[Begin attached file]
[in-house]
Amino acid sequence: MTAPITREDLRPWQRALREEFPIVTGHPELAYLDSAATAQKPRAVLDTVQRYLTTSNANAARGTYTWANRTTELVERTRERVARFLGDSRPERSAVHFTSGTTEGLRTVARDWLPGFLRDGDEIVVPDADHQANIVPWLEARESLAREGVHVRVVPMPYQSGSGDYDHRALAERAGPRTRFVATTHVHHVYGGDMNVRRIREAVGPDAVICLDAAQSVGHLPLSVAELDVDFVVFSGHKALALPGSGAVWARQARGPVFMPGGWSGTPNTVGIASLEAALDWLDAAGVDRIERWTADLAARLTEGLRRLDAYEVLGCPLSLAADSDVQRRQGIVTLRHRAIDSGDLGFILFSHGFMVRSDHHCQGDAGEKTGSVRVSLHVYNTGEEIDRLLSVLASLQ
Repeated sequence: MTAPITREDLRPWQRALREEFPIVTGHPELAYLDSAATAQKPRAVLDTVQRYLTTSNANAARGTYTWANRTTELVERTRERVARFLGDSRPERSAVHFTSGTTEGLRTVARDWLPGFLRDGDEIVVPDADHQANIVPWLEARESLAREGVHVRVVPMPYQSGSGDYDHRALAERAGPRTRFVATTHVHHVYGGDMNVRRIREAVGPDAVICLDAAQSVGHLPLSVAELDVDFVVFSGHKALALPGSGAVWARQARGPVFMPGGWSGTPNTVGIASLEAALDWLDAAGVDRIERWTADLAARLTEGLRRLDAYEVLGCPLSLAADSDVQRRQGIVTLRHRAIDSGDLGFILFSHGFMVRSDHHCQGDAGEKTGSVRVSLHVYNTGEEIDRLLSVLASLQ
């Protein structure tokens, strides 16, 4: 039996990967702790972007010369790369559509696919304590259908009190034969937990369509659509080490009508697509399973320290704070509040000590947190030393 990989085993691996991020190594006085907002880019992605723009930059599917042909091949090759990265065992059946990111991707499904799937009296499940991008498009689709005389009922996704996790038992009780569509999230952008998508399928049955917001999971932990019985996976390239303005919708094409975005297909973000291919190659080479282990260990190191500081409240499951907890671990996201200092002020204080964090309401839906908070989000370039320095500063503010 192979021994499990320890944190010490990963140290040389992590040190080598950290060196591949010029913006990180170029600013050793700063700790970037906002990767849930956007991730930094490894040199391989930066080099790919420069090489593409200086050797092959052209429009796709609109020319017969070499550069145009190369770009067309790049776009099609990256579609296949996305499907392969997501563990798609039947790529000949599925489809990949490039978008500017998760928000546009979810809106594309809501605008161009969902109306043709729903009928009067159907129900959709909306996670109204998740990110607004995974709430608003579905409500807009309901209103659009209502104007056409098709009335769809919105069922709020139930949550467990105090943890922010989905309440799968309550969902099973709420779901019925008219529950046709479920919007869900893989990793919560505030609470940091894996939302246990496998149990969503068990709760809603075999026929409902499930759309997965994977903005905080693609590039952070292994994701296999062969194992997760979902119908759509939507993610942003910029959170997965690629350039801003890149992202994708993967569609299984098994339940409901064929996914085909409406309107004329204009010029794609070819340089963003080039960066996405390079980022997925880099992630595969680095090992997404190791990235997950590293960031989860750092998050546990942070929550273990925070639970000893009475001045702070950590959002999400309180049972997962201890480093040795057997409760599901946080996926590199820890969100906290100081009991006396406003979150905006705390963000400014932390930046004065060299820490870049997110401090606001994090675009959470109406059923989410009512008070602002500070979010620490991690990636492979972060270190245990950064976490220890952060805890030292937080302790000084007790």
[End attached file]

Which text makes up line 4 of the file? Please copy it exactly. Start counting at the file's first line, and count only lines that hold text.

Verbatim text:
């Protein structure tokens, strides 16, 4: 039996990967702790972007010369790369559509696919304590259908009190034969937990369509659509080490009508697509399973320290704070509040000590947190030393 990989085993691996991020190594006085907002880019992605723009930059599917042909091949090759990265065992059946990111991707499904799937009296499940991008498009689709005389009922996704996790038992009780569509999230952008998508399928049955917001999971932990019985996976390239303005919708094409975005297909973000291919190659080479282990260990190191500081409240499951907890671990996201200092002020204080964090309401839906908070989000370039320095500063503010 192979021994499990320890944190010490990963140290040389992590040190080598950290060196591949010029913006990180170029600013050793700063700790970037906002990767849930956007991730930094490894040199391989930066080099790919420069090489593409200086050797092959052209429009796709609109020319017969070499550069145009190369770009067309790049776009099609990256579609296949996305499907392969997501563990798609039947790529000949599925489809990949490039978008500017998760928000546009979810809106594309809501605008161009969902109306043709729903009928009067159907129900959709909306996670109204998740990110607004995974709430608003579905409500807009309901209103659009209502104007056409098709009335769809919105069922709020139930949550467990105090943890922010989905309440799968309550969902099973709420779901019925008219529950046709479920919007869900893989990793919560505030609470940091894996939302246990496998149990969503068990709760809603075999026929409902499930759309997965994977903005905080693609590039952070292994994701296999062969194992997760979902119908759509939507993610942003910029959170997965690629350039801003890149992202994708993967569609299984098994339940409901064929996914085909409406309107004329204009010029794609070819340089963003080039960066996405390079980022997925880099992630595969680095090992997404190791990235997950590293960031989860750092998050546990942070929550273990925070639970000893009475001045702070950590959002999400309180049972997962201890480093040795057997409760599901946080996926590199820890969100906290100081009991006396406003979150905006705390963000400014932390930046004065060299820490870049997110401090606001994090675009959470109406059923989410009512008070602002500070979010620490991690990636492979972060270190245990950064976490220890952060805890030292937080302790000084007790």